Coexist With Your Depression
Go with the strength you have. Go simply, lightly, gently.” – Kiamn Cawidrone
Living with depression can be all-encompassing, impacting various facets of your life, from work and relationships to physical health. It may seem like depression defines your identity, but it’s essential to recognize that it’s a treatable condition and not the entirety of who you are.
The nature of depression, characterized by a lack of energy and motivation, often makes it challenging to engage in activities that can alleviate symptoms. Therefore, it’s crucial to start gradually, focusing on one area at a time.
- Take care of your health: Depression may be linked to underlying medical conditions. Regular check-ups are important, especially if distressing symptoms persist. Pain and chronic illness can be both causes and effects of depression. In some cases, medication may be necessary; consult your PCP or a psychiatrist. Even with medication, it’s vital to implement the suggestions below.
- Breathe: Ensure you are breathing properly. Try deep belly breathing—inhale for a count of 4, hold for 4, exhale for 4, and pause for 4. Numerous apps and videos can guide you in various breathing techniques. Focus on not holding your breath and breathe into your belly.
- Change your view of depression: Reframe depression as a time to slow down and reflect. Instead of fighting it, learn from it. Identify what truly matters to you. Depression offers an opportunity to reassess your values and priorities—it’s a temporary season, much like winter transitioning into spring.
- Eat wisely: Make small dietary changes, like incorporating fruits or vegetables into your meals. Consult a nutritionist to understand foods that lift or lower your mood. The timing of meals also influences mood, with vegetables and fruits providing a lift, while excessive sugar can lead to crashes.
- Get moving: Combat low energy with gentle stretches or short walks. Even a stroll to the mailbox or walking your pet can make a difference. Despite the initial resistance, exercise serves as a mood and energy booster—consult your medical provider for any limitations.
- Open your curtains and go outside: Exposure to natural light can enhance your mood and overall health. Balance night and light exposure, especially during long winter nights associated with Seasonal Affective Depression. Consult your PCP, and ensure sun protection when outdoors.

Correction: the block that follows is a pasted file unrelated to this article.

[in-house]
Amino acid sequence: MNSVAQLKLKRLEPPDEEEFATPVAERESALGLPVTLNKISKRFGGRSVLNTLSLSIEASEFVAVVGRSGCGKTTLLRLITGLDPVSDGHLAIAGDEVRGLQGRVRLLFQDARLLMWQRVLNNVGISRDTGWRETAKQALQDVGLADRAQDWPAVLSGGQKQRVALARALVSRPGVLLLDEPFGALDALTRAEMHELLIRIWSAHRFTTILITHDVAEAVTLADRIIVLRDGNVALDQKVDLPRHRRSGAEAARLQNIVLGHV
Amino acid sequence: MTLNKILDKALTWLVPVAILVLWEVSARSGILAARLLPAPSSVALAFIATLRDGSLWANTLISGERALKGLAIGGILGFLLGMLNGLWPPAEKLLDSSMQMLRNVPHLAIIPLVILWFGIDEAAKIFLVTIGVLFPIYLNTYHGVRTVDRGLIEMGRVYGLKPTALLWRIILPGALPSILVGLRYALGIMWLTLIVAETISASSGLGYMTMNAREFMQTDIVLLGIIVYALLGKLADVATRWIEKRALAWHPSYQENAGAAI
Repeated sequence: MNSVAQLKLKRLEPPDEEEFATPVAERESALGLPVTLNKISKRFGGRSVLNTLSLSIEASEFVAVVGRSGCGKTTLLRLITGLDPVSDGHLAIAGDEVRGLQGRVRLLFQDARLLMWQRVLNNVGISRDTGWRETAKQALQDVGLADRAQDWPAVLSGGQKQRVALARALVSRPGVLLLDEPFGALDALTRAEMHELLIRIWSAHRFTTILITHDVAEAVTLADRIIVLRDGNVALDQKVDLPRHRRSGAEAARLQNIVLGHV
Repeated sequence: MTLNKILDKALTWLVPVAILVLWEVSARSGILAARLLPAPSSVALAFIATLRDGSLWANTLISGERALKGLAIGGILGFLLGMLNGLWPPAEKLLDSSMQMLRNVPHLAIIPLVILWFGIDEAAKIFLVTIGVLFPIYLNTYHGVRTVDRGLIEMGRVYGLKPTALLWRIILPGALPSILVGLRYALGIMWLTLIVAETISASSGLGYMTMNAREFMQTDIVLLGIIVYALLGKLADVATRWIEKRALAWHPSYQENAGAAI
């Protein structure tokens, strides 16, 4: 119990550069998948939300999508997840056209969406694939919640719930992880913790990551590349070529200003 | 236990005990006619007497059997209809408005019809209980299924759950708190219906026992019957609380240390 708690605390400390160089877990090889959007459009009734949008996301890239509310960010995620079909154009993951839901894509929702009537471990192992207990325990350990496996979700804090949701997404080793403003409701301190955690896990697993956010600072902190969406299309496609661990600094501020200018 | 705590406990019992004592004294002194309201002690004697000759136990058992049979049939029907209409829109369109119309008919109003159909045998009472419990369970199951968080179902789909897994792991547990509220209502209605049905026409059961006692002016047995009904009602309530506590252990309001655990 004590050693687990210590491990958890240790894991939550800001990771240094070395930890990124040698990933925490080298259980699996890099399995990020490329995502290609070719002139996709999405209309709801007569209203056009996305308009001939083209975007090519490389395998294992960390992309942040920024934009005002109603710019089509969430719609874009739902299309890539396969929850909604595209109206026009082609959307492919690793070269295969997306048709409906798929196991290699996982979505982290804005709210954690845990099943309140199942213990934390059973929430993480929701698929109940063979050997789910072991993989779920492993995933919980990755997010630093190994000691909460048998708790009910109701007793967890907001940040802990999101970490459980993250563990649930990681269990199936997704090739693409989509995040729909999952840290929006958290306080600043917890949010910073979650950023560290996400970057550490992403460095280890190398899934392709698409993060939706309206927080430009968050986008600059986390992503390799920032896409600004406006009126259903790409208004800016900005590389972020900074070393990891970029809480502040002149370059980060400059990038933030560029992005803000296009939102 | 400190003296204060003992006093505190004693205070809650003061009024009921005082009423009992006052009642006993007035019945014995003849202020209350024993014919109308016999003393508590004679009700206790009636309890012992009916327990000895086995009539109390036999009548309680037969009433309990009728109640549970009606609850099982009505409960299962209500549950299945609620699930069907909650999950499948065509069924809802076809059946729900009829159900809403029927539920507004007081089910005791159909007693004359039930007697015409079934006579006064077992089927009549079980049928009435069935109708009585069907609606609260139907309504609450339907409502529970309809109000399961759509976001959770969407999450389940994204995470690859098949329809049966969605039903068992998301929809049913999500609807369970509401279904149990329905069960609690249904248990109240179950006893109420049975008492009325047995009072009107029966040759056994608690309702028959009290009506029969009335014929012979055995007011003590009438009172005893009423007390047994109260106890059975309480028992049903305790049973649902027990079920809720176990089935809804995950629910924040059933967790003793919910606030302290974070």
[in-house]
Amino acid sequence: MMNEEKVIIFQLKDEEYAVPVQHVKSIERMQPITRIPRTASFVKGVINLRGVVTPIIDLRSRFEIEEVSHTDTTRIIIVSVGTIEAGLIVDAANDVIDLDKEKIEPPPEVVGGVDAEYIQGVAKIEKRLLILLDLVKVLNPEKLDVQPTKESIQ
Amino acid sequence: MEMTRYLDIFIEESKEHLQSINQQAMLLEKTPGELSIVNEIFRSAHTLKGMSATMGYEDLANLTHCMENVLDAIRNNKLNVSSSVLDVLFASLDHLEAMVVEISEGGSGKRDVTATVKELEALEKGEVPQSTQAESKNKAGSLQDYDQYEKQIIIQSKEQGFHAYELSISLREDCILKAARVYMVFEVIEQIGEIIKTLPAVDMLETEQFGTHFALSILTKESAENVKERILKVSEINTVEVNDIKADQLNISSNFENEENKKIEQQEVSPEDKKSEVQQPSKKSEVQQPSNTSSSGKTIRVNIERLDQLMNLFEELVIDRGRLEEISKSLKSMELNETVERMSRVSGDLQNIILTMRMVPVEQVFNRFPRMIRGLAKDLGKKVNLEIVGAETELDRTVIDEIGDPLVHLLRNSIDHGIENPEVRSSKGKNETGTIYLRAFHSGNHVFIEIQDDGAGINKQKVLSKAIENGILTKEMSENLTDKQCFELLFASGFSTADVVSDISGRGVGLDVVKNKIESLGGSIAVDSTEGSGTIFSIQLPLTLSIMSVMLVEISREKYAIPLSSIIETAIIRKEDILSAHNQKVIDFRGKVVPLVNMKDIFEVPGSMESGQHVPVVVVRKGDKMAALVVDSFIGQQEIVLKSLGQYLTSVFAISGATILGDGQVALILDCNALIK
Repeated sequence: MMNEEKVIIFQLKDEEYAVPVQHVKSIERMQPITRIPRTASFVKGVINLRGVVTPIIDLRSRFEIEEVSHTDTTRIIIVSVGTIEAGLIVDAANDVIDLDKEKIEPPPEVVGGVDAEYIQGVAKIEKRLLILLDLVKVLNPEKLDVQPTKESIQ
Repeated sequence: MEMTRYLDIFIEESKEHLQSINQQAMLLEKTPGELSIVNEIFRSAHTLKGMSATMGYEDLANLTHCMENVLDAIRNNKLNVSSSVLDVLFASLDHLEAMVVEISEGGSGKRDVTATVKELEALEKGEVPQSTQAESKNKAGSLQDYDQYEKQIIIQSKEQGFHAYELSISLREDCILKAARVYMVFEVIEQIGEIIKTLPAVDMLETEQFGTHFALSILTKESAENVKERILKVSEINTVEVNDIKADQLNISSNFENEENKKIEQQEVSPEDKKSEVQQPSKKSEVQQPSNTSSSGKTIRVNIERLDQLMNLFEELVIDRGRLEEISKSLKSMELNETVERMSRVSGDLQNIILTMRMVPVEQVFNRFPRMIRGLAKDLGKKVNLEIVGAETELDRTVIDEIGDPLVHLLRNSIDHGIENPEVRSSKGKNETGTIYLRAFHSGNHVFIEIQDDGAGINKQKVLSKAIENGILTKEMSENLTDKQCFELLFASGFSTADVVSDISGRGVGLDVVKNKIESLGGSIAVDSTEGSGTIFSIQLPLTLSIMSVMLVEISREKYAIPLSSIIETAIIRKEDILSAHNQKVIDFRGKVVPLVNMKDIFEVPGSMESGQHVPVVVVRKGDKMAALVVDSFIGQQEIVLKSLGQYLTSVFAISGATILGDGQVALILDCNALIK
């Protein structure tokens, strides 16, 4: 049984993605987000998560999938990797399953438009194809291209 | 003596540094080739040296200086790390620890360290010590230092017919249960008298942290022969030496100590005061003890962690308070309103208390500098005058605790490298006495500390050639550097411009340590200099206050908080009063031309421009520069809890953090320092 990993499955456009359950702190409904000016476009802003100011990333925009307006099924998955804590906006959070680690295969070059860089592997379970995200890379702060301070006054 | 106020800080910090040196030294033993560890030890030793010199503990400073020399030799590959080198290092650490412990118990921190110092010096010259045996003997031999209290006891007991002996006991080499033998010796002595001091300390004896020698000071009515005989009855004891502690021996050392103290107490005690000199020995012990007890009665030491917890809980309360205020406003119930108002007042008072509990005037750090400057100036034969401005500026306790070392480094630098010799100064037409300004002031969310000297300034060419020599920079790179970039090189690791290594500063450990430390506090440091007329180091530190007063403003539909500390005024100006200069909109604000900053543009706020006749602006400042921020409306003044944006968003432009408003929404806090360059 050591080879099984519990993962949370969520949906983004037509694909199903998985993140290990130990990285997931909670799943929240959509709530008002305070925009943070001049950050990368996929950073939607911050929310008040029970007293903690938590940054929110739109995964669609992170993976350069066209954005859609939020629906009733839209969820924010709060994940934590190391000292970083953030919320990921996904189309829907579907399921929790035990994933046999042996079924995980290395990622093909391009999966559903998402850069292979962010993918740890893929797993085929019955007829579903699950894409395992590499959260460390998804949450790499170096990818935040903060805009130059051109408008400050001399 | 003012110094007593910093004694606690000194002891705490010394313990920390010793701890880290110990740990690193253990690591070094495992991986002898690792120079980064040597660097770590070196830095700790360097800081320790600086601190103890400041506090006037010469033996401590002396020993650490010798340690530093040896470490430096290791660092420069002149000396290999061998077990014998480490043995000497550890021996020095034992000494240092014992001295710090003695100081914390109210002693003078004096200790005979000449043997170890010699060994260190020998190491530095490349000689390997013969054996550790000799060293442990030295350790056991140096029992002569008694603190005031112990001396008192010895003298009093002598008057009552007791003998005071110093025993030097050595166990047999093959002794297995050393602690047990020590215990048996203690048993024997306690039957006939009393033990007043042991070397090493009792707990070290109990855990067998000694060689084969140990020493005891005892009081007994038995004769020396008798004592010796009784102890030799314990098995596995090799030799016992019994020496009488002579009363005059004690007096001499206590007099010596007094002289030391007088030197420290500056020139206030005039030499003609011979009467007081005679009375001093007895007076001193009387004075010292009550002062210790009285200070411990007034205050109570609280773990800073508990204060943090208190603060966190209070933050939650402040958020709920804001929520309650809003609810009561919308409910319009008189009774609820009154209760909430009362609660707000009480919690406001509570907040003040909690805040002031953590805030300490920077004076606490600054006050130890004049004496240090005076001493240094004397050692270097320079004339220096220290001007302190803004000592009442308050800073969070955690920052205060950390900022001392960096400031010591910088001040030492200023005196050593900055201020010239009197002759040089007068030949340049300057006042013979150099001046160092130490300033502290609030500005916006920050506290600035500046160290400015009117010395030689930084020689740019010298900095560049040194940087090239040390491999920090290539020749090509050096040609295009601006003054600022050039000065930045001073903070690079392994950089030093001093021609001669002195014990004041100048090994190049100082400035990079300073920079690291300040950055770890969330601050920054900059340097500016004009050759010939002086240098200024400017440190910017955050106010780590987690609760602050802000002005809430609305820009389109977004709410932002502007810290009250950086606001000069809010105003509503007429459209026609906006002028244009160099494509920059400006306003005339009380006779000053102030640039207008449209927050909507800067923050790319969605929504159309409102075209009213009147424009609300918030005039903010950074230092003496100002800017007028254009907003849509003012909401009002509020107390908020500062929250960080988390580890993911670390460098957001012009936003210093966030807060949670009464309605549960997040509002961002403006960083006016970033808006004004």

- Establish a sleep routine: Combat sleep disturbances by dimming lights in the evening, enjoying herbal tea, and maintaining consistent bedtime and waking hours. Adequate sleep is crucial for managing depression, and consulting your PCP is advisable.
- Express yourself: Share your thoughts and feelings through various mediums, including music, art, and writing. Uplifting activities, like singing in the shower or using colors in art, can help channel emotions.
- Look inward and upward: Explore spirituality for a sense of purpose and hope beyond material gains. Study world religions, read inspirational quotes, and practice mindfulness to connect with the details of your surroundings.
- Manage stress: Identify and name stressors, delegate tasks, set boundaries, and consider the steps mentioned above. Stress management is crucial for overall well-being.
- Beware of the company you keep: Avoid negative individuals. People who are often complaining or find it difficult to find anything positive can feel draining. Evaluate your relationships, as surrounding yourself with negativity may perpetuate your mood.
If you’re interested in incorporating new practices into your life, consider reaching out to an experienced therapist. RB Counseling provides support for those dealing with sadness, numbness, excessive guilt, grief, loss of concentration, motivation, and energy, as well as worry. If you are feeling suicidal call 988 or go to the nearest emergency room.